The original 5 hectare walled garden at Castlewellan was founded in 1740. The nineteenth century arboretum planted by the Annesley family has been extended by the Forest Service to about 40 ha. It now has so many champion trees that it really needs an entire book to itself – it has to be visited. Here are just a few…
The great redwood Sequoiadendron giganteum is grown in many parks and demesnes where it towers over lesser trees, tall, dark and definitely foreign. Native to the western USA it may live for hundreds of years and most Ulster specimens should have centuries before them.
The most gigantic of them all is in the arboretum at Castlewellan, standing beside formal steps near the entrance path.
Opposite is another giant, the Sierra Redwood, nearly as tall and measuring 22’ 2” at chest height.
Beside the path is a fantastic tree which, if not checked, would take over the entire garden. A multi-stemmed Sequoiadendron giganteum, the branches sweep out sideways, their weight bowing them down to touch the ground. There they form new trees, gradually widening their range until an entire group of trees spreads onward and outwards.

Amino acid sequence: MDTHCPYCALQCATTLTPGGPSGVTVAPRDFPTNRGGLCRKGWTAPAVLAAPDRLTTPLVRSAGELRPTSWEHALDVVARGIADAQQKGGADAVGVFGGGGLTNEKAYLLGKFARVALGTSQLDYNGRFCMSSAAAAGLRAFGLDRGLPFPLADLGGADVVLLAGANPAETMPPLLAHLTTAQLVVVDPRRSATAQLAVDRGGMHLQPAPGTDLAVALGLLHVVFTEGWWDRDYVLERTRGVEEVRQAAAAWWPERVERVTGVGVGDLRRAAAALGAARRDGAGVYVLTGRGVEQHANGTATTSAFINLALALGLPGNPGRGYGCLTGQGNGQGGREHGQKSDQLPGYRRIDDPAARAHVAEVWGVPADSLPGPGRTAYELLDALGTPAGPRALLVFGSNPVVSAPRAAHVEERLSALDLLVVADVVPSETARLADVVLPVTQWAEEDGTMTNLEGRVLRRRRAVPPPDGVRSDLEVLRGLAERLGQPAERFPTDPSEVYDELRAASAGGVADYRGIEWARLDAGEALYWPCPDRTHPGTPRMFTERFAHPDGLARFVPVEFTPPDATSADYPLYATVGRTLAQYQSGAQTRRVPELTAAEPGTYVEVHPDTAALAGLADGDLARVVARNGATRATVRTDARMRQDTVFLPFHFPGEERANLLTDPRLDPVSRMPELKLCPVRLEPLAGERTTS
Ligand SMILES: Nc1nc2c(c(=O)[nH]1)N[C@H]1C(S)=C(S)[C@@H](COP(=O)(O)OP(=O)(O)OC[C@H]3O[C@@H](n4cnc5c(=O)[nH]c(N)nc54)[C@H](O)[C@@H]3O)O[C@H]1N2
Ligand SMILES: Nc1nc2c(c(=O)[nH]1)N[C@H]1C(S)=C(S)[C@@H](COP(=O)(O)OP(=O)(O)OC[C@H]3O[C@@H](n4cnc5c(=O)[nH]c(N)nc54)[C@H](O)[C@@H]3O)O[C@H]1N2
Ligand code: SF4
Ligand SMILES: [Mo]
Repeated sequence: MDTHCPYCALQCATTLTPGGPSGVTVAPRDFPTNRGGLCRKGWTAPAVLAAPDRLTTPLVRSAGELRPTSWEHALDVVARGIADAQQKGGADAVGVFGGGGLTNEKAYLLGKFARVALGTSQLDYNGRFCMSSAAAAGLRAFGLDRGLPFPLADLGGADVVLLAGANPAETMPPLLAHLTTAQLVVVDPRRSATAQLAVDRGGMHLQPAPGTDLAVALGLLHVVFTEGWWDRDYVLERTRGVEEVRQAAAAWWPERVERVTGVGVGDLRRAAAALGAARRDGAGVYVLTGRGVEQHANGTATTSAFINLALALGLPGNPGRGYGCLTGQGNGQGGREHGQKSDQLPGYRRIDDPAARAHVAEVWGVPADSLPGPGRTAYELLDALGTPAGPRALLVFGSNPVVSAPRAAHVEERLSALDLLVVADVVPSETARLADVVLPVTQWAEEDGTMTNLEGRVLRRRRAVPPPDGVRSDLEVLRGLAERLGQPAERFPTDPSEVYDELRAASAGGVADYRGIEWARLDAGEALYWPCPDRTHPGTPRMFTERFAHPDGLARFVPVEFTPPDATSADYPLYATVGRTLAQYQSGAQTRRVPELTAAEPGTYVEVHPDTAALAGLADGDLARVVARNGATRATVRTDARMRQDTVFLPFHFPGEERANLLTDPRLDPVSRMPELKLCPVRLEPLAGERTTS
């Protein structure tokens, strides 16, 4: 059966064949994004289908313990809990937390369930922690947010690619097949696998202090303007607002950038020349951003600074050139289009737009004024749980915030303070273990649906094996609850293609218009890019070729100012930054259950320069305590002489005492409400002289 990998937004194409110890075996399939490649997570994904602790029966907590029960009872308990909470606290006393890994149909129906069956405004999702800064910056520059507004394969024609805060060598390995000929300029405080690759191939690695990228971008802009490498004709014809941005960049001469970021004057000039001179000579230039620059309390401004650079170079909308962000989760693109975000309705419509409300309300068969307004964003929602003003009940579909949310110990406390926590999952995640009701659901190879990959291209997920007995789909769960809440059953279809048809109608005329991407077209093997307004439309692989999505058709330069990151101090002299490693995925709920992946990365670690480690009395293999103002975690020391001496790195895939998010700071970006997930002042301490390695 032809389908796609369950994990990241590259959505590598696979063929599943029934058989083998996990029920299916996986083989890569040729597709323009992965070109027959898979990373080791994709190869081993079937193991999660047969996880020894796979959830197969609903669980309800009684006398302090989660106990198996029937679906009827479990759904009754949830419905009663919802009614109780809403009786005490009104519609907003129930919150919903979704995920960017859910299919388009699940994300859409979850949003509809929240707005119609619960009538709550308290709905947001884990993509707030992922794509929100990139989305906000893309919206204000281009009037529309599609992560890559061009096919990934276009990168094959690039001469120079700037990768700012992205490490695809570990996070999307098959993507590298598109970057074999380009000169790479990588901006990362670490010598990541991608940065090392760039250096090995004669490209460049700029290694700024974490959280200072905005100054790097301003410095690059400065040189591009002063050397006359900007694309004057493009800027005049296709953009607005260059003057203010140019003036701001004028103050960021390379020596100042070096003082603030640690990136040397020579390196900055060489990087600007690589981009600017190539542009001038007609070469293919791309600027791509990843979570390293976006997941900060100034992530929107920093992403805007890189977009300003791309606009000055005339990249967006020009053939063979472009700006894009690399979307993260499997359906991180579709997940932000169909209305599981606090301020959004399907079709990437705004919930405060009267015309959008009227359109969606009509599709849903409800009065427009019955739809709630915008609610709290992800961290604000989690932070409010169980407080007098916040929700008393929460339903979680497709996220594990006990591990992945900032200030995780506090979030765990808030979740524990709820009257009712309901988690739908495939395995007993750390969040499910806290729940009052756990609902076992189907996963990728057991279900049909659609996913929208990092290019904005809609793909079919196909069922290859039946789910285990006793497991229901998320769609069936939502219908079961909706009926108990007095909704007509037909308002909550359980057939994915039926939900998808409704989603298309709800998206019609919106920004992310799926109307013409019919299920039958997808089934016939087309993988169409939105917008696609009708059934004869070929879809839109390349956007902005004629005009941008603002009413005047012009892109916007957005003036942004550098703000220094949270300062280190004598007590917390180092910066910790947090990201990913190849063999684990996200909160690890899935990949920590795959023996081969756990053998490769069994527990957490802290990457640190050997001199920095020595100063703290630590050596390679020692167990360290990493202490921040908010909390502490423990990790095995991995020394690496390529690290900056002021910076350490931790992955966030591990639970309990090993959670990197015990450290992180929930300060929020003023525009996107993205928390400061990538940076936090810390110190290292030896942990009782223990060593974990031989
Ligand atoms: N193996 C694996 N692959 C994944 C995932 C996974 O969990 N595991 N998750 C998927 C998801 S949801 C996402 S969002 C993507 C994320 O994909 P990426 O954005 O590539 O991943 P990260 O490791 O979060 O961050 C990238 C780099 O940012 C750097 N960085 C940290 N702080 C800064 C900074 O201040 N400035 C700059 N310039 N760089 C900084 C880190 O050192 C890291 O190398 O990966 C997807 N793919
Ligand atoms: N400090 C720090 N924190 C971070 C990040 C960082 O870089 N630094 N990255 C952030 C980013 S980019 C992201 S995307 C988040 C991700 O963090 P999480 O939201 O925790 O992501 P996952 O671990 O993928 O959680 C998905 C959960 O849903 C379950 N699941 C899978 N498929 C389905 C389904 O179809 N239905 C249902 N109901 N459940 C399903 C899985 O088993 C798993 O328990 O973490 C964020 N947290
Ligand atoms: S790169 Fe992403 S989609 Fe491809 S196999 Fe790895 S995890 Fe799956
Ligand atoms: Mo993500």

Famous – or should it be notorious – is the original Castlewellan. Gold, Cupressocyparis leylandii Castlewellan. This is the source of the thousands of cuttings planted throughout Ulster as over-sized hedges, alien in the rural landscape. They may start as little bushes but they do not stop at shrub size and are quite capable of growing into large trees, fast. The original was spotted as a seedling, nurtured and sheltered.